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Palm Beach County Immigration Attorney > Blog > Immigration > How And When To Renew A Green Card

How And When To Renew A Green Card

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When talking about green cards, the focus is usually on how to get one. Many people don’t focus on how to renew them, and when to renew them. Even though a green card gives you permanent residency doesn’t mean the Green Card is permanent. It still has to be renewed.

The Expiration of Your Green Card

You notice that your Green Card has an expiration date on it.

That expiration date may mean it’s time to renew, but rest assured that just because the card has to be renewed, doesn’t mean you are no longer a lawful resident—you still are. Think of a Green Card a little bit like you’d think of a driver’s license—just because it expires doesn’t mean you aren’t legally allowed to drive. However, the expired license can cause you problems if you ever need to show ID, and it technically could be a traffic violation for driving on an expired license.

You need to renew your Green Card when any of the following occurs:

  • Your Green Card will expire in the next six months (or it has expired).
  • You were issued a Green card that is valid for ten years, but it was issued to you before you turned 14, and the card is or will be valid until after you turn 16.
  • There is some inaccuracy on the card, like an inaccurate name, or date of birth—something that identifies you and who you are
  • You are going from commuter status to permanent resident status, or vice versa.

Of course, if there is other inaccurate information, such as an outdated address, you also may want to replace the card, even if it doesn’t expire and even if your other identifying information is technically correct. You don’t want an inaccurate address to cause you headaches should it need to be used for ID purposes.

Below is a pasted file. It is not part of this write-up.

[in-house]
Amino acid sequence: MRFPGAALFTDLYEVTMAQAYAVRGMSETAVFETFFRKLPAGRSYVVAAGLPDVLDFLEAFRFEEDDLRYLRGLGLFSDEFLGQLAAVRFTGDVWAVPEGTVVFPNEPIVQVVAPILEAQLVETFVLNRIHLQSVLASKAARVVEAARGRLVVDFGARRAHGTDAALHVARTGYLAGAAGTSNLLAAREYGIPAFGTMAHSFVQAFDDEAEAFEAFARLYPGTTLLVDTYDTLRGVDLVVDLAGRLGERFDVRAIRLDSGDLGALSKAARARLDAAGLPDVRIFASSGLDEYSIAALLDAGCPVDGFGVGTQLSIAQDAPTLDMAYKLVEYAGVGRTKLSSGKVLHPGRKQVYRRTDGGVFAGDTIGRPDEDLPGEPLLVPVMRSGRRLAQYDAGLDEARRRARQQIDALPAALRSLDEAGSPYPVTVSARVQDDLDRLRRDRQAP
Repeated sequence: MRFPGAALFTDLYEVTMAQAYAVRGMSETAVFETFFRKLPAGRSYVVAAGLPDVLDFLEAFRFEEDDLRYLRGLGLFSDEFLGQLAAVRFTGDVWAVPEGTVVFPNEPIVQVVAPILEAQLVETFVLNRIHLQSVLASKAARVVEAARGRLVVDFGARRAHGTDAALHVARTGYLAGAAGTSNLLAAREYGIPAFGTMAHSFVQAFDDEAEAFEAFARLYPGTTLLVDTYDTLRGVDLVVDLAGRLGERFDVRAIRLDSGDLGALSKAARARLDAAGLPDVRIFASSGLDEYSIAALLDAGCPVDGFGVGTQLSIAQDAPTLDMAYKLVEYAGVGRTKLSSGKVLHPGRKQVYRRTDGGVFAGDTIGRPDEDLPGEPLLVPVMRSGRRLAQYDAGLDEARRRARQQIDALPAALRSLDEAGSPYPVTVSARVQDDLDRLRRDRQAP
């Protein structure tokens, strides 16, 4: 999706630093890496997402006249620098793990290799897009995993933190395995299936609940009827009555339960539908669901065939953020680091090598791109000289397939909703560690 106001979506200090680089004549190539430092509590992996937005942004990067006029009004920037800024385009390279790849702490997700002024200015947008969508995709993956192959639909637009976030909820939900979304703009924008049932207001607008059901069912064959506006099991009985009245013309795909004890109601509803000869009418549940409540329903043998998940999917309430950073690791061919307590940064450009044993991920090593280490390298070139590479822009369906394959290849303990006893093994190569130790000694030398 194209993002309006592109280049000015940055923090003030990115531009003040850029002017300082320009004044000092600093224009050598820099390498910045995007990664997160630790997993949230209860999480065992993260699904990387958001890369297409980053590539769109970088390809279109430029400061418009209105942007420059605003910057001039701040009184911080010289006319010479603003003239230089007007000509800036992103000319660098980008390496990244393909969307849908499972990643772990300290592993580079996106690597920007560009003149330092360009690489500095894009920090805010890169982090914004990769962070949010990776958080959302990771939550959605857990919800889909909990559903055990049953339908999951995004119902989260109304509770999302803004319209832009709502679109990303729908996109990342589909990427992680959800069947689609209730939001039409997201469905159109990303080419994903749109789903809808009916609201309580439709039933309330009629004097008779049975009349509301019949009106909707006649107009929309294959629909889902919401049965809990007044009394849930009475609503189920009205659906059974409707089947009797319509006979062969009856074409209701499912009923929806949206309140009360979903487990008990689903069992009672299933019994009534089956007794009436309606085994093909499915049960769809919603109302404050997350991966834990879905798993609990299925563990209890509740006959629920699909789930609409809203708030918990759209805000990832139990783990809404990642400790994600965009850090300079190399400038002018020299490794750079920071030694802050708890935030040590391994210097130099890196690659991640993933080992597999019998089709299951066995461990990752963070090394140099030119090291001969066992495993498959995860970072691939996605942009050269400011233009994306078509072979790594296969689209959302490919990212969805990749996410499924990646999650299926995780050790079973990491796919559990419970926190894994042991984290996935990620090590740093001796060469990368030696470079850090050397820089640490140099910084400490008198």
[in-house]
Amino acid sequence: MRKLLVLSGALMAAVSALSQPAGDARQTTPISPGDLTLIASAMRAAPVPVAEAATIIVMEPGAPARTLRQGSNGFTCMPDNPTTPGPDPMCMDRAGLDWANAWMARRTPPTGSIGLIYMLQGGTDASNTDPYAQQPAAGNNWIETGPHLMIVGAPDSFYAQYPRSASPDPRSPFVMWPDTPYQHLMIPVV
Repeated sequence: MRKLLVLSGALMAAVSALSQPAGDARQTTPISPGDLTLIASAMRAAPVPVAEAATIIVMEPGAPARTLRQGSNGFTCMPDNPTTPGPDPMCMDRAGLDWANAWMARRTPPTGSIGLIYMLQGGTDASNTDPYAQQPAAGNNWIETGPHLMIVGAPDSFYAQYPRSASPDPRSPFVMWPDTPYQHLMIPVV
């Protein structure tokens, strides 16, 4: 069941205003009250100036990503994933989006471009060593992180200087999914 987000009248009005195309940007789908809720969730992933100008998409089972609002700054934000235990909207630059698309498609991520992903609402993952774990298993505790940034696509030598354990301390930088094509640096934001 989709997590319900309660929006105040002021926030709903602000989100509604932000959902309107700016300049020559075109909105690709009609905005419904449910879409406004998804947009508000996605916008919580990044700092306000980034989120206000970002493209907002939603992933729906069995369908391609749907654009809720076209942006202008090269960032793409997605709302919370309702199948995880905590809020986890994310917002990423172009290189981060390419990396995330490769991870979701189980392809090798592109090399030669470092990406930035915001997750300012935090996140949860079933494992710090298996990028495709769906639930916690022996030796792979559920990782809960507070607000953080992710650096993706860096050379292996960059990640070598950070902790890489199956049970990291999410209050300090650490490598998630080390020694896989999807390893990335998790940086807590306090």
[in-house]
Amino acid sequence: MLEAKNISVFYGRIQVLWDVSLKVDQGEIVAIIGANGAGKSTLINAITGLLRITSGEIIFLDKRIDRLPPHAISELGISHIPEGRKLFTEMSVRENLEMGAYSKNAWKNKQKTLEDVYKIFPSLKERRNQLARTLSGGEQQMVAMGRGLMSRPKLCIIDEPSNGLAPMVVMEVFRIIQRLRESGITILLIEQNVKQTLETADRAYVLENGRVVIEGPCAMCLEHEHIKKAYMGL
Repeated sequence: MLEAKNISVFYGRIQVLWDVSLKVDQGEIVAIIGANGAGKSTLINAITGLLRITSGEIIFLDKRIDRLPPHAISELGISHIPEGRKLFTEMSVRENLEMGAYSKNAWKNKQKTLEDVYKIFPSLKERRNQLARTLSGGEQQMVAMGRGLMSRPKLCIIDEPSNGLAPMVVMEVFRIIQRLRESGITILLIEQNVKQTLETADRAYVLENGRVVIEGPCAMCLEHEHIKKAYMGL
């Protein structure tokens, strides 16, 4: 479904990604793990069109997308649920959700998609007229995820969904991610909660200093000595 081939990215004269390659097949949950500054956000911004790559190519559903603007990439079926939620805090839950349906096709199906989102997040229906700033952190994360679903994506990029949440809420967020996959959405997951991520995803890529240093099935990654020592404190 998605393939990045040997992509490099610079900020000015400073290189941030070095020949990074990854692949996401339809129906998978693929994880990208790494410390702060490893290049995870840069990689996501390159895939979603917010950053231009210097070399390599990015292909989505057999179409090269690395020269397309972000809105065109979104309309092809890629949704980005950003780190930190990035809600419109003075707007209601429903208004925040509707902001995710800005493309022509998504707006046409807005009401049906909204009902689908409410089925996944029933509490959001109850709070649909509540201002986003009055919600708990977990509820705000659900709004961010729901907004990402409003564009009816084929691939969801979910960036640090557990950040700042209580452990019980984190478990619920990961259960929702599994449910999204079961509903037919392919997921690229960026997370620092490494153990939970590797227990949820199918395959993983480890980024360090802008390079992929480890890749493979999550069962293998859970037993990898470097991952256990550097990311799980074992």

Renewing Your Card

Thankfully replacing your Green Card isn’t difficult, and you can do it online. If you are renewing your Green Card (as opposed to just replacing a lost or damaged one), you’ll need to fill out an I-90 form. Conditional permanent residents seeking to have those conditions removed, will need to fill out a Form I-751.

You’ll need a copy of your old, expiring card, and you may need some additional documents if you’re replacing the card because it was lost. A government ID, passport, employment information, or other information may need to be provided, in order to replace a card that you don’t physically have in your possession.

Most renewals have no problems. But if for some reason you are denied, you’ll need to file a motion to reconsider the decision by immigration. You’ll need to provide evidence, and state the facts that you want immigration to consider, if and when they re-review your renewal application.

Contact the Palm Beach County immigration attorneys at Devore Law Group today for immigration law help, whether you have a big or relatively minor immigration law problem.

Resource:

uscis.gov/green-card/after-we-grant-your-green-card/replace-your-green-card

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